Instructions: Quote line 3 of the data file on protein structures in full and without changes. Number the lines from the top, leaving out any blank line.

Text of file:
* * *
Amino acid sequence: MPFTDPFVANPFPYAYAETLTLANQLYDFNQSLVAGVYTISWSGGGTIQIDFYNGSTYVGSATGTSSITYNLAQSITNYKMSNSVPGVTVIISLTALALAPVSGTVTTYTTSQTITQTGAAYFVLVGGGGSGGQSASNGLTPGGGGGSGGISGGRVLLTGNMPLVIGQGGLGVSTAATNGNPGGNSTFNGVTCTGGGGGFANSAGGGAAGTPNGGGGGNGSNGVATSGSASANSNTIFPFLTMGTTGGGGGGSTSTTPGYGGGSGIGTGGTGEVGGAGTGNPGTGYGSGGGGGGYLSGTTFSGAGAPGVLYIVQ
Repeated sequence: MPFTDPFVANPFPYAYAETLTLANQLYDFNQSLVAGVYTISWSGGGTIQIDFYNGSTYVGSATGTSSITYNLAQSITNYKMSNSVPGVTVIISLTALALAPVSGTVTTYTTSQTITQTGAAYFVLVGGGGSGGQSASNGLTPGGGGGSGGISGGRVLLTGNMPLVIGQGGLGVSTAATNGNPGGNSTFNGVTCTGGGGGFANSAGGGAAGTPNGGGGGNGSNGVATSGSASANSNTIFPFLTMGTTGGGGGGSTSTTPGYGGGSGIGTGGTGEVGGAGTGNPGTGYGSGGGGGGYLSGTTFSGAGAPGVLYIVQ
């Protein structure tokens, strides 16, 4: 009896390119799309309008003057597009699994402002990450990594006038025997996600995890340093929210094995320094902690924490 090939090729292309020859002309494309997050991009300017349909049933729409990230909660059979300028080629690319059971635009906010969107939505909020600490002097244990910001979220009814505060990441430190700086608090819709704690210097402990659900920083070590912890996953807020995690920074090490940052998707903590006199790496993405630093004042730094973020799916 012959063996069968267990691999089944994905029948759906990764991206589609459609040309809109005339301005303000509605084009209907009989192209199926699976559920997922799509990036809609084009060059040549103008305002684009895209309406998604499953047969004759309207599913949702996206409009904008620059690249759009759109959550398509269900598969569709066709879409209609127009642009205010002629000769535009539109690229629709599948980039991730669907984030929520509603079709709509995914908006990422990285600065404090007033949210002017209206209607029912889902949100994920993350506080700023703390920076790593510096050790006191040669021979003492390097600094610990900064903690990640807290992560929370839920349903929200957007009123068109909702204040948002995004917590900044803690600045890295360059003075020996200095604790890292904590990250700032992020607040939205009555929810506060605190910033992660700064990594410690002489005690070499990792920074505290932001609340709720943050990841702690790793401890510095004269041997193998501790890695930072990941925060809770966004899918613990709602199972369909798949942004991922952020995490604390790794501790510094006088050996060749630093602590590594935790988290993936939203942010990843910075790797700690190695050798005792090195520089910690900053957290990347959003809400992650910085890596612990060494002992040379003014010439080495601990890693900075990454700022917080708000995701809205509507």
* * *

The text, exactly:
């Protein structure tokens, strides 16, 4: 009896390119799309309008003057597009699994402002990450990594006038025997996600995890340093929210094995320094902690924490 090939090729292309020859002309494309997050991009300017349909049933729409990230909660059979300028080629690319059971635009906010969107939505909020600490002097244990910001979220009814505060990441430190700086608090819709704690210097402990659900920083070590912890996953807020995690920074090490940052998707903590006199790496993405630093004042730094973020799916 012959063996069968267990691999089944994905029948759906990764991206589609459609040309809109005339301005303000509605084009209907009989192209199926699976559920997922799509990036809609084009060059040549103008305002684009895209309406998604499953047969004759309207599913949702996206409009904008620059690249759009759109959550398509269900598969569709066709879409209609127009642009205010002629000769535009539109690229629709599948980039991730669907984030929520509603079709709509995914908006990422990285600065404090007033949210002017209206209607029912889902949100994920993350506080700023703390920076790593510096050790006191040669021979003492390097600094610990900064903690990640807290992560929370839920349903929200957007009123068109909702204040948002995004917590900044803690600045890295360059003075020996200095604790890292904590990250700032992020607040939205009555929810506060605190910033992660700064990594410690002489005690070499990792920074505290932001609340709720943050990841702690790793401890510095004269041997193998501790890695930072990941925060809770966004899918613990709602199972369909798949942004991922952020995490604390790794501790510094006088050996060749630093602590590594935790988290993936939203942010990843910075790797700690190695050798005792090195520089910690900053957290990347959003809400992650910085890596612990060494002992040379003014010439080495601990890693900075990454700022917080708000995701809205509507």